IRVING, Texas -- Joe DeCamillis walks a little faster, screams a little louder. He has made it through five preseason games without taking any painkilling shots.
Best of all, he's sleeping in his own bed again. Well, most of the time.
DeCamillis isn't fully recovered from the broken neck he suffered when the Dallas Cowboys' practice facility collapsed last spring and, in some ways, never will be. But he's making progress and continuing to amaze and inspire people in the organization and throughout the NFL.
"Hopefully, I can coach a little harder and be on top of things a little bit better than I was last year," DeCamillis said. "I wasn't at my best last year, there was no question about it. But I'm getting close to that now. I'm hopefully going to be in position to help the team a little more."
DeCamillis was hired early last year to punch up the Cowboys' special teams. He was on the field for one of the first times, working with rookies during a minicamp, when bad weather forced them to move into a tent-like structure. The storm toppled the building, leaving DeCamillis with four broken vertebrae.
Two titanium rods were implanted to reconstruct DeCamillis' spinal cord and neck. Just 16 days later, he was on the practice field for the Cowboys' first offseason workout, wearing a neck brace and screaming into a bullhorn. He hardly missed a day of work the entire season.
DeCamillis received an injection before every game -- "I've never had a player do that," coach Wade Phillips marveled -- yet it still wasn't enough. The medicine wore off by the fourth quarter after several hours of DeCamillis further pushing his aching body. Plus, there was the logistical problem of him constantly being in harm's way on the sideline.
"I was really worried about him last year and I still am to a certain extent," Phillips said. "Last year, I was, 'Stand back, Joe. You need to get away from the sideline. During plays and things like that, stand behind us.' You just had to remind him of that stuff. He couldn't get banged up at all. ... But he still did his job and did it really well. I can't say enough about that."
Joe D, as he's widely known, received letters from Pittsburgh Steelers coach Mike Tomlin, Carolina Panthers coach John Fox and Mike Shanahan, who was out of coaching then but will guide the Washington Redskins against DeCamillis and the Cowboys in the season opener Sunday night. DeCamillis knew those guys through the fraternity of NFL coaches, but he wasn't close with them; that's why their notes meant so much.
DeCamillis also became just the fourth recipient of a Special Courage Award given out by the Ed Block Foundation, which has honored the bravery and toughness of NFL players for 32 years. Phillips went to Baltimore for the award ceremony and was DeCamillis' presenter.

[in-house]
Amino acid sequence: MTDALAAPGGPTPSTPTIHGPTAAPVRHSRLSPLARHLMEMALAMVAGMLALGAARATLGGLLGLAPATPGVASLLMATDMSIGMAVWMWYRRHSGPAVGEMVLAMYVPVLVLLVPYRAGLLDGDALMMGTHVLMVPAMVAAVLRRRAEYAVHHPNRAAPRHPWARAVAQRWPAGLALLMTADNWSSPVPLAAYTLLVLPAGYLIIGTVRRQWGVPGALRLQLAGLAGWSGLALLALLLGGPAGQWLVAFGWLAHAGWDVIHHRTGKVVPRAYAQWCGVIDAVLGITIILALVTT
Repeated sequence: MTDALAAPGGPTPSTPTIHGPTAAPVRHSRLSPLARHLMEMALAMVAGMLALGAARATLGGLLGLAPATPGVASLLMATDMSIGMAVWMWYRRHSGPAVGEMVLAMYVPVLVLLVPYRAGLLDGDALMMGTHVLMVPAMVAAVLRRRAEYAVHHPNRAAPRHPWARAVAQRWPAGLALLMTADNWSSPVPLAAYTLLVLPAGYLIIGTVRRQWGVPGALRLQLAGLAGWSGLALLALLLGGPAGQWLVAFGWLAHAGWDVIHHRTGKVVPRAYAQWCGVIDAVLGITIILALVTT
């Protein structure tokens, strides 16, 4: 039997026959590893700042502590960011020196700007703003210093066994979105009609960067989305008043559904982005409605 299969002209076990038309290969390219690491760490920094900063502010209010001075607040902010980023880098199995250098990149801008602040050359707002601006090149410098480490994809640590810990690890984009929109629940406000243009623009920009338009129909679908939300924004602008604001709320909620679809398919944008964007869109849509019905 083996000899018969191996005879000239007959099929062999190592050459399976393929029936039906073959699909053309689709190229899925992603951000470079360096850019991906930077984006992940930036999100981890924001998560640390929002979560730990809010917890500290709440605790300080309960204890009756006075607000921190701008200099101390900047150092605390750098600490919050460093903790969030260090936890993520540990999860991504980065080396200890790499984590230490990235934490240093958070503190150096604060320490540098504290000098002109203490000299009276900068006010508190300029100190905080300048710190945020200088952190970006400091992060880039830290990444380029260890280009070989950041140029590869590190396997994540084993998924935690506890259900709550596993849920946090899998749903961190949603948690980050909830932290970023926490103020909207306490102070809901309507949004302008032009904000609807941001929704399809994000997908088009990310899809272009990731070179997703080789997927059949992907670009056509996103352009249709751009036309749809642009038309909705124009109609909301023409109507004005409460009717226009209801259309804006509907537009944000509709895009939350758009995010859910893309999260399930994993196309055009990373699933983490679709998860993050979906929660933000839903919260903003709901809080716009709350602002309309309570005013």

"I knew he felt good about me before that, but when he came to that and said what he did, it was a great experience," DeCamillis said. "I know my family appreciated it as well as I did."
Last week, an attorney for DeCamillis and scouting assistant Rich Behm, a father of three young children who was paralyzed in the accident, announced the settlements of lawsuits related to the collapse. He said DeCamillis will receive about $9.5 million, Behm about $24.5 million.
DeCamillis' rehabilitation continues.
Training camp was a grind for him more than anyone, but he also made a pleasant discovery. He didn't have to sleep on a reclining chair any more.
DeCamillis took it to San Antonio for the two weeks that the Cowboys held training camp there, but left it home for the two weeks of camp in Oxnard, Calif. Since returning a little more than a week ago, he has spent about half his nights on the chair and half in bed.
"My wife hopes it goes away a lot more than I do," DeCamillis said. "She didn't want it to come back in the house, I can promise you."
DeCamillis is hoping to avoid painkilling shots, but he realizes he might need them, especially once the weather turns cold.
DeCamillis still gets worn out by the afternoon, but he lingers longer on the practice field. He also has been more focused while he's out there. And he's remained as salty as any coach you've ever heard.
"Joe D is Joe D," kicker David Buehler said, laughing. "He's a pretty intense guy. His spirits were high last year, but they're even higher now."
Keith Brooking played for DeCamillis in Atlanta and was reunited with him in Dallas last season. He appreciates what the coach has endured as much as anyone.
"Regardless of how long you've been in this league -- young guys, old guys -- to see the sacrifices that guy made, and what it took for him to overcome his injuries, that's inspiring," Brooking said. "That's what football is all about. He's a great example for all of us."
Like anyone who goes through a life-altering event, DeCamillis emerged a changed man.
For the better, he insists.
"I think it is going to make me a better coach in the long run," he said. "I know it's made me a better person. I know it's made me a better husband, and I know it's made me a better father. Because I got perspective on what was really important in my life, which is my family, my wife and, you know, my faith. And I think those things are really what is important in life, and that definitely woke me up to see that.
"It (the accident) may be a blessing in disguise. I wouldn't wish it on anybody else, but I can tell you there was some good that came out of it, too."
Copyright 2010 by The Associated Press